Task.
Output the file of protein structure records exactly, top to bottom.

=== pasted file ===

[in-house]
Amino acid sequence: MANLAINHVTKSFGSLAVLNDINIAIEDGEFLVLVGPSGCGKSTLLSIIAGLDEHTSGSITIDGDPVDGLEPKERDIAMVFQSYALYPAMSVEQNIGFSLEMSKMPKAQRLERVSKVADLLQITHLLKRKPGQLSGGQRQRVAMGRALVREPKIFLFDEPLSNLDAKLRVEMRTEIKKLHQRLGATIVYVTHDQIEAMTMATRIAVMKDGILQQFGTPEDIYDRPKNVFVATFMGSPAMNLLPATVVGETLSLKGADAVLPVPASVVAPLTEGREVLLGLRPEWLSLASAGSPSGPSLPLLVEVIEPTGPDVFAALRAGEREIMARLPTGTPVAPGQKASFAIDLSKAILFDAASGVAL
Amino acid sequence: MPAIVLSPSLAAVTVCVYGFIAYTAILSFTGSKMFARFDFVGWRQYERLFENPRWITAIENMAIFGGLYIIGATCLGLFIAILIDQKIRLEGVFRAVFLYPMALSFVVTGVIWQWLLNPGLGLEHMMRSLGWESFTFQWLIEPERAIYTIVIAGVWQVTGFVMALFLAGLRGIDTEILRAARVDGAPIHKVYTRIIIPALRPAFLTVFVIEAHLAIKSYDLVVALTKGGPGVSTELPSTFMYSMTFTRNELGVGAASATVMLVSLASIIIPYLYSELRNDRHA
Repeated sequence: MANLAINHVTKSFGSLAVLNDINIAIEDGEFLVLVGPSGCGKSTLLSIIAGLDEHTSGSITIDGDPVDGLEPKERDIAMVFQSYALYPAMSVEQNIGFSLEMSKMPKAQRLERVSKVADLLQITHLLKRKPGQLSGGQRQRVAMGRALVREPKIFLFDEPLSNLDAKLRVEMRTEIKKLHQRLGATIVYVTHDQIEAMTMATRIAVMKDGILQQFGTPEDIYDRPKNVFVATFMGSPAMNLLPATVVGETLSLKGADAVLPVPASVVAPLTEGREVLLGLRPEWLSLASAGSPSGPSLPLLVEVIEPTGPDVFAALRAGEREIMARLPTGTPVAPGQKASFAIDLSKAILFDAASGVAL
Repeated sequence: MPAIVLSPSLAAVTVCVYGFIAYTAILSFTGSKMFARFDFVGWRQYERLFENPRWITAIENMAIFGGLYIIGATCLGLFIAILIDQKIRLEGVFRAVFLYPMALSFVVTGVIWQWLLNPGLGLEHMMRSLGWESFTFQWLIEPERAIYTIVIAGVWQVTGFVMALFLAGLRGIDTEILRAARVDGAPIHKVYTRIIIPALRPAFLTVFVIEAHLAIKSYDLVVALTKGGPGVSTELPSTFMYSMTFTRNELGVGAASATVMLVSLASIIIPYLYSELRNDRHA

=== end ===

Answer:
[in-house]
Amino acid sequence: MANLAINHVTKSFGSLAVLNDINIAIEDGEFLVLVGPSGCGKSTLLSIIAGLDEHTSGSITIDGDPVDGLEPKERDIAMVFQSYALYPAMSVEQNIGFSLEMSKMPKAQRLERVSKVADLLQITHLLKRKPGQLSGGQRQRVAMGRALVREPKIFLFDEPLSNLDAKLRVEMRTEIKKLHQRLGATIVYVTHDQIEAMTMATRIAVMKDGILQQFGTPEDIYDRPKNVFVATFMGSPAMNLLPATVVGETLSLKGADAVLPVPASVVAPLTEGREVLLGLRPEWLSLASAGSPSGPSLPLLVEVIEPTGPDVFAALRAGEREIMARLPTGTPVAPGQKASFAIDLSKAILFDAASGVAL
Amino acid sequence: MPAIVLSPSLAAVTVCVYGFIAYTAILSFTGSKMFARFDFVGWRQYERLFENPRWITAIENMAIFGGLYIIGATCLGLFIAILIDQKIRLEGVFRAVFLYPMALSFVVTGVIWQWLLNPGLGLEHMMRSLGWESFTFQWLIEPERAIYTIVIAGVWQVTGFVMALFLAGLRGIDTEILRAARVDGAPIHKVYTRIIIPALRPAFLTVFVIEAHLAIKSYDLVVALTKGGPGVSTELPSTFMYSMTFTRNELGVGAASATVMLVSLASIIIPYLYSELRNDRHA
Repeated sequence: MANLAINHVTKSFGSLAVLNDINIAIEDGEFLVLVGPSGCGKSTLLSIIAGLDEHTSGSITIDGDPVDGLEPKERDIAMVFQSYALYPAMSVEQNIGFSLEMSKMPKAQRLERVSKVADLLQITHLLKRKPGQLSGGQRQRVAMGRALVREPKIFLFDEPLSNLDAKLRVEMRTEIKKLHQRLGATIVYVTHDQIEAMTMATRIAVMKDGILQQFGTPEDIYDRPKNVFVATFMGSPAMNLLPATVVGETLSLKGADAVLPVPASVVAPLTEGREVLLGLRPEWLSLASAGSPSGPSLPLLVEVIEPTGPDVFAALRAGEREIMARLPTGTPVAPGQKASFAIDLSKAILFDAASGVAL
Repeated sequence: MPAIVLSPSLAAVTVCVYGFIAYTAILSFTGSKMFARFDFVGWRQYERLFENPRWITAIENMAIFGGLYIIGATCLGLFIAILIDQKIRLEGVFRAVFLYPMALSFVVTGVIWQWLLNPGLGLEHMMRSLGWESFTFQWLIEPERAIYTIVIAGVWQVTGFVMALFLAGLRGIDTEILRAARVDGAPIHKVYTRIIIPALRPAFLTVFVIEAHLAIKSYDLVVALTKGGPGVSTELPSTFMYSMTFTRNELGVGAASATVMLVSLASIIIPYLYSELRNDRHA